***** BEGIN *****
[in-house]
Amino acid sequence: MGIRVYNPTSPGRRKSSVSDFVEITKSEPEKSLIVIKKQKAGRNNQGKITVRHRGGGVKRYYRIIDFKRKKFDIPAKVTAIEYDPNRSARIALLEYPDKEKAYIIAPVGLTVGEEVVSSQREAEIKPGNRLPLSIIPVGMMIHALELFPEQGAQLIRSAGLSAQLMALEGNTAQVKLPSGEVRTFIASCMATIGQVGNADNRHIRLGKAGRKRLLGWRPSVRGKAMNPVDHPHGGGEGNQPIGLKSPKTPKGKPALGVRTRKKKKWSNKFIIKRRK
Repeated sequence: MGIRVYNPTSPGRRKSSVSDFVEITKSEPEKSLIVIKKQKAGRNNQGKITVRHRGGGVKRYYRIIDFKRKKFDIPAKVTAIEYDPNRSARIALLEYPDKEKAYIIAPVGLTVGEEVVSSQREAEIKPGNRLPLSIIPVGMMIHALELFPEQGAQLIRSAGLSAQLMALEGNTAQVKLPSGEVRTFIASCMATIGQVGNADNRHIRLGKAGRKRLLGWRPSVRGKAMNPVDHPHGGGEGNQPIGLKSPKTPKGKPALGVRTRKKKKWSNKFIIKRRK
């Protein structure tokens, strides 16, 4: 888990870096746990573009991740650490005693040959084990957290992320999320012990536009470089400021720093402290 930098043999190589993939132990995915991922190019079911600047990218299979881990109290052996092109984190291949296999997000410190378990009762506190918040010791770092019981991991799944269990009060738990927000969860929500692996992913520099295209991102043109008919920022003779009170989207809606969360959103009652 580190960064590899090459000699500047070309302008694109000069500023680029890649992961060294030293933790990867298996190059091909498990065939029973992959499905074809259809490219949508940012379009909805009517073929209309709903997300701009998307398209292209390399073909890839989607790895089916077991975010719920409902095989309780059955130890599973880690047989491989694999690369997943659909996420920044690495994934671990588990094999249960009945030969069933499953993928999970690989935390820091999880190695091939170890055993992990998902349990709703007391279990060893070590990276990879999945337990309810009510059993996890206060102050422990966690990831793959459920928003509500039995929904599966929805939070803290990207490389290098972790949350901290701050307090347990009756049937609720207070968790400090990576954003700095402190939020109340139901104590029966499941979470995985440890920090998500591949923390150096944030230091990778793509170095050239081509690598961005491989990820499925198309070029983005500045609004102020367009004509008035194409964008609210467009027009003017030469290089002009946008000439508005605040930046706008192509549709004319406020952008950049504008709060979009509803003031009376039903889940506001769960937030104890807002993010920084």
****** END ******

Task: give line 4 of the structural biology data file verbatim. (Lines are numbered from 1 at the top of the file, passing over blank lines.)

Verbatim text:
């Protein structure tokens, strides 16, 4: 888990870096746990573009991740650490005693040959084990957290992320999320012990536009470089400021720093402290 930098043999190589993939132990995915991922190019079911600047990218299979881990109290052996092109984190291949296999997000410190378990009762506190918040010791770092019981991991799944269990009060738990927000969860929500692996992913520099295209991102043109008919920022003779009170989207809606969360959103009652 580190960064590899090459000699500047070309302008694109000069500023680029890649992961060294030293933790990867298996190059091909498990065939029973992959499905074809259809490219949508940012379009909805009517073929209309709903997300701009998307398209292209390399073909890839989607790895089916077991975010719920409902095989309780059955130890599973880690047989491989694999690369997943659909996420920044690495994934671990588990094999249960009945030969069933499953993928999970690989935390820091999880190695091939170890055993992990998902349990709703007391279990060893070590990276990879999945337990309810009510059993996890206060102050422990966690990831793959459920928003509500039995929904599966929805939070803290990207490389290098972790949350901290701050307090347990009756049937609720207070968790400090990576954003700095402190939020109340139901104590029966499941979470995985440890920090998500591949923390150096944030230091990778793509170095050239081509690598961005491989990820499925198309070029983005500045609004102020367009004509008035194409964008609210467009027009003017030469290089002009946008000439508005605040930046706008192509549709004319406020952008950049504008709060979009509803003031009376039903889940506001769960937030104890807002993010920084």